1st of three parts
DAVAO CITY (MindaNews/19 December) — In the 1970s, at the onset of the martial law era, the Marcos government implemented a program called the “Green Revolution,” which purported to increase agricultural production many times over using “modern” farming methods. Farmers were convinced to plant hybrid rice varieties churned out by scientists at the International Rice Research Institute of the University of the Philippines in Los Banos, with ample help from multinational companies and donor institutions such as the Rockefeller Foundation and even by United Nations agencies, including the Food and Agriculture Organization and UN Development Programme.
The selling point for these laboratory-created rice varieties was that they would bear grains almost twice as fast as the indigenous varieties, which normally took as much as six months before they could be harvested. It was not made known to the farmers and the bigger public that the “new” varieties were actually produced from the genes of indigenous ones. A great genetic robbery had begun with government blessings.
In “World Hunger: 12 Myths,” authors Frances Moore Lappé, Joseph Collins, and Peter Rosset note that many rice farmers in countries like the Philippines adopted the program, hoping to end a life of poverty through increased productivity and higher income. While admitting that “grain production and in some cases, exports, have climbed,” the authors point out however that “hunger has persisted and the long-term productive capacity of the soil is degraded. Now we must fight the prospect of a ‘New Green Revolution’ based on biotechnology, which threatens to further accentuate inequality.”
What the farmers who adopted the Green Revolution belatedly realized is that the rice varieties being promoted were heavily dependent on chemical inputs. It was not coincidental that the manufacturers of the chemical inputs – fertilizers, pesticides, fungicides, herbicides – were multinational corporations.
With the passing of each farming season, the farms gradually lost their fertility and the pests became immune to the chemicals and so the need for higher doses in the succeeding seasons, offsetting the higher income, if any, promised by the new technology. As ecologist Vandana Shiva notes in “The Green Revolution in the Punjab” the “miracle” seeds of the Green Revolution “have become mechanisms for breeding new pests and creating new diseases.” (http://livingheritage.org/green-revolution.htm)
Meanwhile, aside from the adverse environmental and ecological impacts of the Green Revolution, the indigenous varieties which had cost the farmers much less in terms of finances slowly disappeared from most farms. It is said that the multinational agricultural companies are keeping the germplasm of these native varieties in their laboratories.
As Shiva observes in the same article:
“The Green Revolution package has reduced genetic diversity at two levels. First, it replaced mixtures and rotations of crops like wheat, maize, millets, pulses and oil seeds with monocultures of wheat and rice. Second, the introduced wheat and rice varieties came from a very narrow genetic base.”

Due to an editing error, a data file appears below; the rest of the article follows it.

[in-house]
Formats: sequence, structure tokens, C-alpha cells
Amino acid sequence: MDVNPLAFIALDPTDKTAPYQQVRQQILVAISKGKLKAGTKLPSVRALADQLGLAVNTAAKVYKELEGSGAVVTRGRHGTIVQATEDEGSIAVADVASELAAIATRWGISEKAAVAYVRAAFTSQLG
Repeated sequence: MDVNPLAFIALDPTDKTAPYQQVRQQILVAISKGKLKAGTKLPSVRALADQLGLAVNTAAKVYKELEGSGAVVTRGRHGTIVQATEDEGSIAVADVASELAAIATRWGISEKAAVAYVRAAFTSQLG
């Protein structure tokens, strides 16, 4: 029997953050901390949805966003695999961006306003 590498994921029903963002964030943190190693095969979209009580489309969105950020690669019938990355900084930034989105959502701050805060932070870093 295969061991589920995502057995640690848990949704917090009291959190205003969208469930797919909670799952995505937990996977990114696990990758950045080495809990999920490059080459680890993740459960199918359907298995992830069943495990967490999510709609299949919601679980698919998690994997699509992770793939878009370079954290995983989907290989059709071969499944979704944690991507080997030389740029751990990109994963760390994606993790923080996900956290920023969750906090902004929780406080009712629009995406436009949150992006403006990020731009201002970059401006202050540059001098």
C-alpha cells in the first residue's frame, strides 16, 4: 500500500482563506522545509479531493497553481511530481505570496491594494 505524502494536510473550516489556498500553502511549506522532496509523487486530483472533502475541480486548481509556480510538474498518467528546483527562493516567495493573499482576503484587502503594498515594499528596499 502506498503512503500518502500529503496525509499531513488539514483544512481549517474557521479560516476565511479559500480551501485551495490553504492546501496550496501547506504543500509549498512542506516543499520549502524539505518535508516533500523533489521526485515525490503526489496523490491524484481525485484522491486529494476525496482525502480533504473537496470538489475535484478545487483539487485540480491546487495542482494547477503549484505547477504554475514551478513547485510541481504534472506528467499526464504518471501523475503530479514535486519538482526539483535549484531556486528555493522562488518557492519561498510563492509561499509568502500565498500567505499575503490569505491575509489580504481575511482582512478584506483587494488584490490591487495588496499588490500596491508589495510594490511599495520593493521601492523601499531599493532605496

Bitter lessons learned from the failed program have led to a rediscovery of the inherent advantages of employing organic farming methods as the backbone of ensuring food security. Various farmers groups and individual farmers, agriculture learning centers and environment groups have been promoting organic farming with some mount of success, although much still needs to be done in trying to wean farmers away from their reliance on chemical inputs.
Yet, just as Philippine farmers are starting to gradually shake off the shackles of an agriculture regime which critics say has been dictated by the drive for profit of multinational companies, they are confronted with another challenge, if not threat, posed by the forces of neoliberalism, again with ample help from government – the planned commercialization of the controversial Bacillus thuringiensis (Bt) eggplant in the country by 2012.
Field trials of the Bt eggplant are in progress across the country, although the one implemented inside the campus of UP Mindanao in Davao City has been stopped by the city government on the grounds that it did not comply with the biosafety requirements set for genetically engineered crops. On December 17, the university, amid some reservations, complied with Mayor Sara Duterte’s order to uproot the experimental plants.
Groups opposed to the Bt eggplant rejoiced over Duterte’s decision. But the debate on the merits of the crop with regard to safety and other issues is far from being settled. Based on exchanges in public forums and media like the Internet, one party always finds a ready answer to what the other party would say [for or against Bt eggplant]. The debate over the GMO-laced eggplant is like experiencing all over again the verbal tussle on the equally controversial Bt corn some 10 years ago. (H. Marcos C. Mordeno/MindaNews) [Tomorrow: Arguments for and against]